On Friday, my friend Eleanor and I went to Cambridge for the day. We try to do this every year and it’s always a pleasure. It’s a brilliant city for a day out: it’s not too large, there’s plenty to see and do, good places to eat in and a street market with interesting stalls. If the weather’s good, what more can one ask? We caught the fast train from King’s Cross station and forty-five minutes later we were in Cambridge.
The Fitzwilliam Museum
We headed down Trumpington Road to the Fitzwilliam Museum: not, dear Reader, for Culture (at least not initially) but because the lure of coffee was overwhelming. And the Museum has an excellent café.
Cambridge: a city of bicycles
Eleanor wanted to see a small exhibition of landscape drawings from the Netherlands: Brueghel and his Time showing people going about their everyday lives: children playing on the ice; a village street with a tumbledown castle; a boy guiding some pigs down a village lane – one pig rubbing its bottom against a stone. That artist obviously knew pigs, I thought. I loved it.
Iznik dish, 1570-80, Iran
Then, serendipity took over and we found ourselves in a long gallery with an eclectic mixture of pottery, ranging from the very modern, via beautiful 16th century Iznik pottery from Iran (above), to more homely 17th century English pottery, like the commemorative King Charles II plate below.
King Charles II hiding in the Boscabel Oak plate, 1660-80
We also liked the teapot which proclaimed, with long 17th century s’s: Profsperity to the Worthey Town of Totnef. What had Totnes done to earn this encomium, we wondered.
Teapot: Prosperity to the Worthey Town of Totnes
Eventually, lunch called (culture makes you hungry) so we headed for Market Square. It was exam time for the undergraduates so the colleges were closed to visitors but that obviously hadn’t stopped them from other cultural activities.
What’s on – flyers on railings
The railings were covered with flyers for various events, including: a reading of Virginia Woolf’s To the Lighthouse; a lecture ‘Science versus Faith – Towards a Theology of Science – What is Science For?’, Shakespeare’s The Tempest; and Elgar’s rarely performed The Dream of Gerontius. Varied, and definitely highbrow!
Market Square: the plants stall and the leather-goods stall
Visiting Market Square is a must for us. There are fruit and vegetable stalls, of course, but also stalls selling hand-made jewellery, leather goods, dried fruits, books, ethnic clothes; plants – you name it, there’s a stall selling it. I was looking for a replacement for my useful but now shabby black leather handbag; Eleanor wanted to buy one of the ethnic shirts her husband liked.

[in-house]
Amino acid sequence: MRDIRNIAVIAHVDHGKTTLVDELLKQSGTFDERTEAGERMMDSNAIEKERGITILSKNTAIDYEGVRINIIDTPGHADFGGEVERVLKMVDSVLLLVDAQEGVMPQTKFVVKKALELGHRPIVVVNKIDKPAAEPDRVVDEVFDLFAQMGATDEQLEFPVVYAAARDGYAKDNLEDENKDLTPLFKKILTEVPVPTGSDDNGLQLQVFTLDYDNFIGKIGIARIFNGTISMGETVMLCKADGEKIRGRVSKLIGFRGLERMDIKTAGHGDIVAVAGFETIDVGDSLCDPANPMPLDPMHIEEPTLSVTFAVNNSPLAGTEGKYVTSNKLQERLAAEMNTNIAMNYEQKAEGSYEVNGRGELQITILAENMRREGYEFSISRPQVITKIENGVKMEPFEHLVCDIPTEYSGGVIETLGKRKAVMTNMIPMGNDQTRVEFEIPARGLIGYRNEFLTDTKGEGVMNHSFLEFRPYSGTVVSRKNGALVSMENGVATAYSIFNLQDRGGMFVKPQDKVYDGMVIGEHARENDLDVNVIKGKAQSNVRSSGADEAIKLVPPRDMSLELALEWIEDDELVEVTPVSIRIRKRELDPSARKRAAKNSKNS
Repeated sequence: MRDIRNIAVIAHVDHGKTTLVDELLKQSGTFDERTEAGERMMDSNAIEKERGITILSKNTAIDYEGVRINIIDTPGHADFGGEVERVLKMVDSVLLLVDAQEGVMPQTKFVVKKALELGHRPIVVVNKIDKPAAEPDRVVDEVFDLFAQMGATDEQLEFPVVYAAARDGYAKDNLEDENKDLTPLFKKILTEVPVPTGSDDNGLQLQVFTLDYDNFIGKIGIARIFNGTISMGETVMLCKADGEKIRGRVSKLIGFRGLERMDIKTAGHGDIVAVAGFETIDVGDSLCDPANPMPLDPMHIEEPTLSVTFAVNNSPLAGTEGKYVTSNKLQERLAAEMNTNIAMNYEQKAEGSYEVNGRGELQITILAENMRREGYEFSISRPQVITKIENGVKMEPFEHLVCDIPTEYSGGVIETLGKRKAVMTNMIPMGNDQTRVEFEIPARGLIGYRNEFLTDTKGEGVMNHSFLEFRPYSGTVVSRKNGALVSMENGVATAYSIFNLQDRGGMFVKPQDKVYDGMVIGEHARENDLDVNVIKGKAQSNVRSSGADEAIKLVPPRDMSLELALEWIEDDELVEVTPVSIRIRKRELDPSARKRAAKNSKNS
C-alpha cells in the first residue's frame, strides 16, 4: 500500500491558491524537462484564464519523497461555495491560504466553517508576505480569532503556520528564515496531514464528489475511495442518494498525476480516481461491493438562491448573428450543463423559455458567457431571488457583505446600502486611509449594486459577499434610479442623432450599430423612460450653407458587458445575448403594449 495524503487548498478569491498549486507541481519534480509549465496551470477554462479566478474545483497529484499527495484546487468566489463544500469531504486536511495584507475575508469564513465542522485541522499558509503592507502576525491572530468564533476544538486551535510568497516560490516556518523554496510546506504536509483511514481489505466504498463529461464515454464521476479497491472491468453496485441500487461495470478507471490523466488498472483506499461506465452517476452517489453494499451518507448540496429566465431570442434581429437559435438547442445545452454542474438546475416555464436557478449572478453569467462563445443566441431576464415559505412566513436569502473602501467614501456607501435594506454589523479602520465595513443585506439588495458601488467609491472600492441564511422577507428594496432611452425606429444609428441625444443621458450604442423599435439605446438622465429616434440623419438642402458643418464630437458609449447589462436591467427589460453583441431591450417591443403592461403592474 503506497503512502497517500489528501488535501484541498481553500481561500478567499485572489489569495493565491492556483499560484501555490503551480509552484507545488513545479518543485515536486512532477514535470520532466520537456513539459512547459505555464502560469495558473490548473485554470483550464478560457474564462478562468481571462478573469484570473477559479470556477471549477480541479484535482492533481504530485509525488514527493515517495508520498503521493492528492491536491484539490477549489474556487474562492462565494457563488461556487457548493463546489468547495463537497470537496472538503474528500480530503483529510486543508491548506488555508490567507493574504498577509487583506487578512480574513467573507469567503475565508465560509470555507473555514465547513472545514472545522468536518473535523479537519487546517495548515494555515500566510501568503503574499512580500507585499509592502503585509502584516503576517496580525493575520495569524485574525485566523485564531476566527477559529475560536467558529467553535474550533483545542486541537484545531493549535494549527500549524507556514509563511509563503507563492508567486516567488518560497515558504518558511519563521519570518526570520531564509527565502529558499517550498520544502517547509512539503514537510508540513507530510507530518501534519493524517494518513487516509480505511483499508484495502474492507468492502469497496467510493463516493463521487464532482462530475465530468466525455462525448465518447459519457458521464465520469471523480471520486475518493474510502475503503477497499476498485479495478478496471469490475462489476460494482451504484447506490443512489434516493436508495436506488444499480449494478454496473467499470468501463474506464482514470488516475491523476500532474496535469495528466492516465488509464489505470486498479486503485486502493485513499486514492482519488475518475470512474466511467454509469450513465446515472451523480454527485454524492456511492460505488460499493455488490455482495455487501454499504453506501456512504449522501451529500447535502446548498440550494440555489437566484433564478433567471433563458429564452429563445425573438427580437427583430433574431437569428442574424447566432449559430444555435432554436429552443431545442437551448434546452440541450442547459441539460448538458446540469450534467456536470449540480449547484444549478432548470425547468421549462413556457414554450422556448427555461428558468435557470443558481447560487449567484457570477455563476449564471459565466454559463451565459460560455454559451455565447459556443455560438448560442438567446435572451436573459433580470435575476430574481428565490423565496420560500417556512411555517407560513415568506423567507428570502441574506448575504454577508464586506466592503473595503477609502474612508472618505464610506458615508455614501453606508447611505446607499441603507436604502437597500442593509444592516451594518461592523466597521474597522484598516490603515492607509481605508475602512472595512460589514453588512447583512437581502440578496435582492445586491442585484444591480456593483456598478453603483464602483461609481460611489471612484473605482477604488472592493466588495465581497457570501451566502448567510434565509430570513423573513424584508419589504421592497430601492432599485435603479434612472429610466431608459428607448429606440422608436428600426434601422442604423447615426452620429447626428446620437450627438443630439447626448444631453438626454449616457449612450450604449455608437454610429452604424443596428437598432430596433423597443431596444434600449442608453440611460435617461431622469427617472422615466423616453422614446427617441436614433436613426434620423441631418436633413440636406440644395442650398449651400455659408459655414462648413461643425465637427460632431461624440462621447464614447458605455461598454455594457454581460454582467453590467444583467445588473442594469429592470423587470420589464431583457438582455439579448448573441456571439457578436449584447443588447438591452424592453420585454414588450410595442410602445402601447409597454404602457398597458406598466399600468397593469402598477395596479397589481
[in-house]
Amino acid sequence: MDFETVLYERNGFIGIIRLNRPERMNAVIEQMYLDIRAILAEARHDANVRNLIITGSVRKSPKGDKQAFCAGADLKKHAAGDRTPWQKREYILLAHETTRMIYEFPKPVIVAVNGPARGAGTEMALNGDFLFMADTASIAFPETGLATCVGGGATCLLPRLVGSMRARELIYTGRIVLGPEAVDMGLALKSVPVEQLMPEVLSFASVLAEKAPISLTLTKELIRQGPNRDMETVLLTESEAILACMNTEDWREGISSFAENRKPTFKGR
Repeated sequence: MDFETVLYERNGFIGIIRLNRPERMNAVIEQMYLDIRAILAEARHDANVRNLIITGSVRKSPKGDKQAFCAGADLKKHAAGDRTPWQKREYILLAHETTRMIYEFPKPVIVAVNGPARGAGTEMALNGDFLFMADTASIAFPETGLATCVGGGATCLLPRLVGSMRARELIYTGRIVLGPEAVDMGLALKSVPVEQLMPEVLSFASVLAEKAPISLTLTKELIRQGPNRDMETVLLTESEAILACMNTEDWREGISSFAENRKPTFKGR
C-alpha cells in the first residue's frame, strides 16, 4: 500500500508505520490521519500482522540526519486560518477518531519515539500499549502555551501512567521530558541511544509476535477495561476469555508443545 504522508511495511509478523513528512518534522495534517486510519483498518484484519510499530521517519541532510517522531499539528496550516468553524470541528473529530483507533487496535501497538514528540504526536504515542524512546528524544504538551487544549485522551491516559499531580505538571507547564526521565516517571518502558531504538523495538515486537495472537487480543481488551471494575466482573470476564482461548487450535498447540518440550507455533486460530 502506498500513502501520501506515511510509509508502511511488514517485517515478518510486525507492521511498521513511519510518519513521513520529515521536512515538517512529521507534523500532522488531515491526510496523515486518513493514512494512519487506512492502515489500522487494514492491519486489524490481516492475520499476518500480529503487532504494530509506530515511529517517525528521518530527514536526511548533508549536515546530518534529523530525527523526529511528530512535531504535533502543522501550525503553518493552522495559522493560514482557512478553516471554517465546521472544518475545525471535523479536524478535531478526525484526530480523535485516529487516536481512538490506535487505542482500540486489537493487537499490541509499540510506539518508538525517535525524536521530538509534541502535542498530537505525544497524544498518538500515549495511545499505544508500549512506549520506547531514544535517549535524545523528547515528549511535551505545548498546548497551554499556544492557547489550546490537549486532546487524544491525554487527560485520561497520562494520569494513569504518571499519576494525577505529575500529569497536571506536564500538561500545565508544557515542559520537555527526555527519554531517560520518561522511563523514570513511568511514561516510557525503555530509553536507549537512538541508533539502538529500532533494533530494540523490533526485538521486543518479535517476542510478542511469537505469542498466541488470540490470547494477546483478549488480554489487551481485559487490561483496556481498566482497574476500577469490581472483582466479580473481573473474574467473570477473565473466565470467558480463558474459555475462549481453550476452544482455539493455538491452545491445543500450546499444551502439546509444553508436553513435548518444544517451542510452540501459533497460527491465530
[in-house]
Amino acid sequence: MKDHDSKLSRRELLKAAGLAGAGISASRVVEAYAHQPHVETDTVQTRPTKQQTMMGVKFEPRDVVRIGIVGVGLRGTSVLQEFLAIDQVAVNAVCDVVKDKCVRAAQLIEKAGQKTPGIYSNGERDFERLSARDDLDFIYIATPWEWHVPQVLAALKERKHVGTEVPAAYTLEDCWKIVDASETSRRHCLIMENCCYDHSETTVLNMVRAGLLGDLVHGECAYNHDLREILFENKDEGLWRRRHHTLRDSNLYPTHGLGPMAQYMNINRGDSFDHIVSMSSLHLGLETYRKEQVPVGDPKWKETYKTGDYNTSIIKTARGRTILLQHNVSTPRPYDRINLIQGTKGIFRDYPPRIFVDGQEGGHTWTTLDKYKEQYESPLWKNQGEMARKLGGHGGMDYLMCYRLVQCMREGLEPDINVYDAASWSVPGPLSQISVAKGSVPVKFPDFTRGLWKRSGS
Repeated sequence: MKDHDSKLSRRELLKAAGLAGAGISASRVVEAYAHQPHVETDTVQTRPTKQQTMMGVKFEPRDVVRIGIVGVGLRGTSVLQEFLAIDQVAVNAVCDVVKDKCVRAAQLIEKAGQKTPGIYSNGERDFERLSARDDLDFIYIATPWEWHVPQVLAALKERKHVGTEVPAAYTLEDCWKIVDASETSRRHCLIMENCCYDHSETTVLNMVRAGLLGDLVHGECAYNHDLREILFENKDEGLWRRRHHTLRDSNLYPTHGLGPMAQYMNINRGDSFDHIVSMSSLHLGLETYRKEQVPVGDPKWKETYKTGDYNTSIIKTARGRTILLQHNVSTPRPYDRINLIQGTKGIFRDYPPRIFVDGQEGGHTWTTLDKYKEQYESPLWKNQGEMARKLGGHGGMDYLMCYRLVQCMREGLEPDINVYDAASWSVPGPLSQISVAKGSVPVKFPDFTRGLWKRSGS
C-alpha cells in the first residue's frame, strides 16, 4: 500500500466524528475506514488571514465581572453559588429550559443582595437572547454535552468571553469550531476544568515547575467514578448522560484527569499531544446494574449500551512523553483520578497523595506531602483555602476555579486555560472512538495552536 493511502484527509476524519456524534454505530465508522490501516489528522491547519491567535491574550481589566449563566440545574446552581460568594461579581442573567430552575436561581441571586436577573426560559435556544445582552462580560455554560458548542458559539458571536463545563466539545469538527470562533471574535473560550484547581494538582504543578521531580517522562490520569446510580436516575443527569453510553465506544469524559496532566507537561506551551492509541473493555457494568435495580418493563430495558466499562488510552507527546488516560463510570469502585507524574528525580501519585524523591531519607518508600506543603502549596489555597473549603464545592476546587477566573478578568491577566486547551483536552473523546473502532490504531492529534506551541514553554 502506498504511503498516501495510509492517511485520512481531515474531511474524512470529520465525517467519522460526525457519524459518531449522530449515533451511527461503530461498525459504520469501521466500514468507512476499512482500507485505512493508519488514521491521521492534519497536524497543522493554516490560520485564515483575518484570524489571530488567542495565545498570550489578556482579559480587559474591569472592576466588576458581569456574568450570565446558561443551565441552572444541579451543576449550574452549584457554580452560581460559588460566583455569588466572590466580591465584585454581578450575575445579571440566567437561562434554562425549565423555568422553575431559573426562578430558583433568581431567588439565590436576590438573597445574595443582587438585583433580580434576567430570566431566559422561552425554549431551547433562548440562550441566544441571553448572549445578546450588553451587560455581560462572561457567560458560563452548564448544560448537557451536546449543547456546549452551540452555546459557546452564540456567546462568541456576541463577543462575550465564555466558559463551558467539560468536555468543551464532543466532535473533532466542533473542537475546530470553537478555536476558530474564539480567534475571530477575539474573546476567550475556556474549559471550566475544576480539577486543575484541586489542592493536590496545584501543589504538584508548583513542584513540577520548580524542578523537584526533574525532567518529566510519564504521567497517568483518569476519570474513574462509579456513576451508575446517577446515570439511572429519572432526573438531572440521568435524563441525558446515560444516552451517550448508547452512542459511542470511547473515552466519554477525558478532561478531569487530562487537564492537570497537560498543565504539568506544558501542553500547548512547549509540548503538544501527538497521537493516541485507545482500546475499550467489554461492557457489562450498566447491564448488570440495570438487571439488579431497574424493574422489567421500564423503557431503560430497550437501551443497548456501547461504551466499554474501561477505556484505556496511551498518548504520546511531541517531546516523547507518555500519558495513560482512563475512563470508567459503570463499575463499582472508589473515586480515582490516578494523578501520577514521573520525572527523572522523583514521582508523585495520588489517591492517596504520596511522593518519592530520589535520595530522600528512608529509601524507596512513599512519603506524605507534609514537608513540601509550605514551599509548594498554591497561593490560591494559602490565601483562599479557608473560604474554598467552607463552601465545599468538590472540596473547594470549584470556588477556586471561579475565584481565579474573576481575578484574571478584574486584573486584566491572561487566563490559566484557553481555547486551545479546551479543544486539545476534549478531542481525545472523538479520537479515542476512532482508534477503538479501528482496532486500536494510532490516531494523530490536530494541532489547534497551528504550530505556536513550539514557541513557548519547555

Madhur and his Tikka Tonic stall
However, we were side-tracked by the smell of cumin and coriander from Madhur’s Tikkatonic stall selling his home-made curries, bhajis, samosas and raita. His base is in Bury St Edmunds and he brings his delicious home made food to Market Square every Monday and Friday. So we had lunch, sitting under his awning and watching the world go by: Eleanor had chick pea curry and rice; I had chicken tikka and a specially made for me egg naan. Scrumptious – and very filling.
The River Cam, Trinity Hall and punts
We needed a walk! A small passage between Senate House and Gonville and Caius College wound down to a bridge over the River Cam to the Backs, and we paused on the bridge to admire the punters on the river Cam with Trinity Hall in the background. It was all very green and peaceful; the hawthorns were covered in creamy blossom and a magnificent horse chestnut tree, covered in white candles, stood proud.
Aromi Sicilian ice-creams
However, we still needed to find the black handbag and the ethnic shirt. So we returned to the market, more purposefully this time, and successfully. Earlier, we’d passed Aromi’s Sicilian home-made ice-cream shop and somehow we found ourselves sitting on a bench in Peas Hill, licking ice-cream cornets. Even though I chose the smallest cornet, the amount of hazelnut ice-cream on top of it was enormous, and I was already full of curry. My note to self says: next time try Sicilian lemon – or, go easy on the curry.
We’d been pavement pounding for about five hours; it was time – almost – to call it a day. We set off slowly back towards the station. I paused briefly to photograph Pembroke College where my eldest brother had read history. I remembered going to his 21st birthday dinner in one of the college parlours; they brought out some of the magnificent college silver to celebrate the occasion and it glowed in the candlelight.
Botanic Gardens: alliums on parade
We didn’t want to go home quite yet, but nor did we want to walk too much more. So we visited the wonderful forty-acre Botanic Garden, set up in 1846 by John Stevens Henslow, professor of Botany at the university (and mentor of Charles Darwin). The spring planting was a restful purple-blue and white and the trees’ leaves were newly green. Purple alliums stood up like drumsticks.
Botanic Garden: pale mauve irises
Naturally, the Botanic Garden has an excellent café, so we had a cup of tea and admired the plants for a while before strolling to the Station Road entrance, past a huge cedar of Lebanon, and back to the railway station. There was a train just about to go and we caught it.
As I said, Cambridge is a city of infinite variety; we could have visited at least half a dozen other wonderful museums but, on this occasion, we didn’t. And it was a great day out.
All photographs taken by the author
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